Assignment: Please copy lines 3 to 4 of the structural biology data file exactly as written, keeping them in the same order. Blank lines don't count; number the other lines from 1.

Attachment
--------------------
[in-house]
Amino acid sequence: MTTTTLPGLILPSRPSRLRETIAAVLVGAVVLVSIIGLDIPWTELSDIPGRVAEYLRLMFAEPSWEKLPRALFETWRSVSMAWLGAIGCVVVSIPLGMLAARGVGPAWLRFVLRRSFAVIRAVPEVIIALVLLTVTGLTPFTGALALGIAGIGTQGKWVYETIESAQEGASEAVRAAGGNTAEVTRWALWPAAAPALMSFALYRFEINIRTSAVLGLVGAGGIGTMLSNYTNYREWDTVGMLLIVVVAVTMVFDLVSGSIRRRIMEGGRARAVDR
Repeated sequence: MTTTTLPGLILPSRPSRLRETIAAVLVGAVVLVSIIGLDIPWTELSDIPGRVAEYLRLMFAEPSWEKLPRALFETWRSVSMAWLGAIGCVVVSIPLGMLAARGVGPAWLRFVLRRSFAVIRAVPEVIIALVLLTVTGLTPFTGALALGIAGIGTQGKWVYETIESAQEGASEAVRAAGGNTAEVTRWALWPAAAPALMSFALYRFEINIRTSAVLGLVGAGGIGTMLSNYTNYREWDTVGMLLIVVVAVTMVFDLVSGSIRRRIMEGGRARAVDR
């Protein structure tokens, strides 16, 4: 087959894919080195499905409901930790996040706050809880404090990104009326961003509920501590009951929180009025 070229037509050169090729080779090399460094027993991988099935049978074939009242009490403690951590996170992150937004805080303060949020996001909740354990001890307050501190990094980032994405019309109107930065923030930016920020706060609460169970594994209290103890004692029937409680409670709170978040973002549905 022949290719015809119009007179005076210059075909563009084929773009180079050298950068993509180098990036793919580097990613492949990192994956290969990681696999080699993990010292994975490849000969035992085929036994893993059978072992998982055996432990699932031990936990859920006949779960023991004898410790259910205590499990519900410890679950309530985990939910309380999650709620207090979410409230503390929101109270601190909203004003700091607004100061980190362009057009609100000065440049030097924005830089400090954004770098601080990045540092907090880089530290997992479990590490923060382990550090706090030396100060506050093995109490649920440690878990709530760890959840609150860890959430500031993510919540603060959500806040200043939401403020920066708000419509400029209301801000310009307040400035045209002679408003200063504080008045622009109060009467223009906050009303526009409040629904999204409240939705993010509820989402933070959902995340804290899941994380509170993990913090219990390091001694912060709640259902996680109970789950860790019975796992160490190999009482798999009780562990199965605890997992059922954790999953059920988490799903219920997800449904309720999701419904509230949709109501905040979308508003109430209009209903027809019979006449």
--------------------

Repeated sequence: MTTTTLPGLILPSRPSRLRETIAAVLVGAVVLVSIIGLDIPWTELSDIPGRVAEYLRLMFAEPSWEKLPRALFETWRSVSMAWLGAIGCVVVSIPLGMLAARGVGPAWLRFVLRRSFAVIRAVPEVIIALVLLTVTGLTPFTGALALGIAGIGTQGKWVYETIESAQEGASEAVRAAGGNTAEVTRWALWPAAAPALMSFALYRFEINIRTSAVLGLVGAGGIGTMLSNYTNYREWDTVGMLLIVVVAVTMVFDLVSGSIRRRIMEGGRARAVDR
């Protein structure tokens, strides 16, 4: 087959894919080195499905409901930790996040706050809880404090990104009326961003509920501590009951929180009025 070229037509050169090729080779090399460094027993991988099935049978074939009242009490403690951590996170992150937004805080303060949020996001909740354990001890307050501190990094980032994405019309109107930065923030930016920020706060609460169970594994209290103890004692029937409680409670709170978040973002549905 022949290719015809119009007179005076210059075909563009084929773009180079050298950068993509180098990036793919580097990613492949990192994956290969990681696999080699993990010292994975490849000969035992085929036994893993059978072992998982055996432990699932031990936990859920006949779960023991004898410790259910205590499990519900410890679950309530985990939910309380999650709620207090979410409230503390929101109270601190909203004003700091607004100061980190362009057009609100000065440049030097924005830089400090954004770098601080990045540092907090880089530290997992479990590490923060382990550090706090030396100060506050093995109490649920440690878990709530760890959840609150860890959430500031993510919540603060959500806040200043939401403020920066708000419509400029209301801000310009307040400035045209002679408003200063504080008045622009109060009467223009906050009303526009409040629904999204409240939705993010509820989402933070959902995340804290899941994380509170993990913090219990390091001694912060709640259902996680109970789950860790019975796992160490190999009482798999009780562990199965605890997992059922954790999953059920988490799903219920997800449904309720999701419904509230949709109501905040979308508003109430209009209903027809019979006449």